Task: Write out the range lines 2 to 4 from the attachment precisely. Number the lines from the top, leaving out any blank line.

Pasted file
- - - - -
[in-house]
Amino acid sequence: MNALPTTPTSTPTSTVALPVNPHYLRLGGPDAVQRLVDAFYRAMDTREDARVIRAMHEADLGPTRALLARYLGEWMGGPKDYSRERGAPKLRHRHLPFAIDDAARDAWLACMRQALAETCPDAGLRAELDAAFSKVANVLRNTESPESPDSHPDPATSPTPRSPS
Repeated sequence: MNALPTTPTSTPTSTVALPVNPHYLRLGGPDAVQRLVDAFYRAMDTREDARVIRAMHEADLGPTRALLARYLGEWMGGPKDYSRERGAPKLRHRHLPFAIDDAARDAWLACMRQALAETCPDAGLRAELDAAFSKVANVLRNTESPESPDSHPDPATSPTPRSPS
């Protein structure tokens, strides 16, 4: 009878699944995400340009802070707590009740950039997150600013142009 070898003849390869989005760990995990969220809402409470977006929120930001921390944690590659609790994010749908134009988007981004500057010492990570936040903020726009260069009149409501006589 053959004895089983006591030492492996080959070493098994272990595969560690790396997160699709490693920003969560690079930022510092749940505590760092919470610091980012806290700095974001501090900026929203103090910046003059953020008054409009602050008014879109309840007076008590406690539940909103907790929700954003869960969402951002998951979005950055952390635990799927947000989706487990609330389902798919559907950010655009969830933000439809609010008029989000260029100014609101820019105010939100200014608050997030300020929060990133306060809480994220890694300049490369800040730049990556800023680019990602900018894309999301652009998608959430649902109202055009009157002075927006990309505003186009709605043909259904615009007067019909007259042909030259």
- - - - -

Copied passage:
Amino acid sequence: MNALPTTPTSTPTSTVALPVNPHYLRLGGPDAVQRLVDAFYRAMDTREDARVIRAMHEADLGPTRALLARYLGEWMGGPKDYSRERGAPKLRHRHLPFAIDDAARDAWLACMRQALAETCPDAGLRAELDAAFSKVANVLRNTESPESPDSHPDPATSPTPRSPS
Repeated sequence: MNALPTTPTSTPTSTVALPVNPHYLRLGGPDAVQRLVDAFYRAMDTREDARVIRAMHEADLGPTRALLARYLGEWMGGPKDYSRERGAPKLRHRHLPFAIDDAARDAWLACMRQALAETCPDAGLRAELDAAFSKVANVLRNTESPESPDSHPDPATSPTPRSPS
């Protein structure tokens, strides 16, 4: 009878699944995400340009802070707590009740950039997150600013142009 070898003849390869989005760990995990969220809402409470977006929120930001921390944690590659609790994010749908134009988007981004500057010492990570936040903020726009260069009149409501006589 053959004895089983006591030492492996080959070493098994272990595969560690790396997160699709490693920003969560690079930022510092749940505590760092919470610091980012806290700095974001501090900026929203103090910046003059953020008054409009602050008014879109309840007076008590406690539940909103907790929700954003869960969402951002998951979005950055952390635990799927947000989706487990609330389902798919559907950010655009969830933000439809609010008029989000260029100014609101820019105010939100200014608050997030300020929060990133306060809480994220890694300049490369800040730049990556800023680019990602900018894309999301652009998608959430649902109202055009009157002075927006990309505003186009709605043909259904615009007067019909007259042909030259």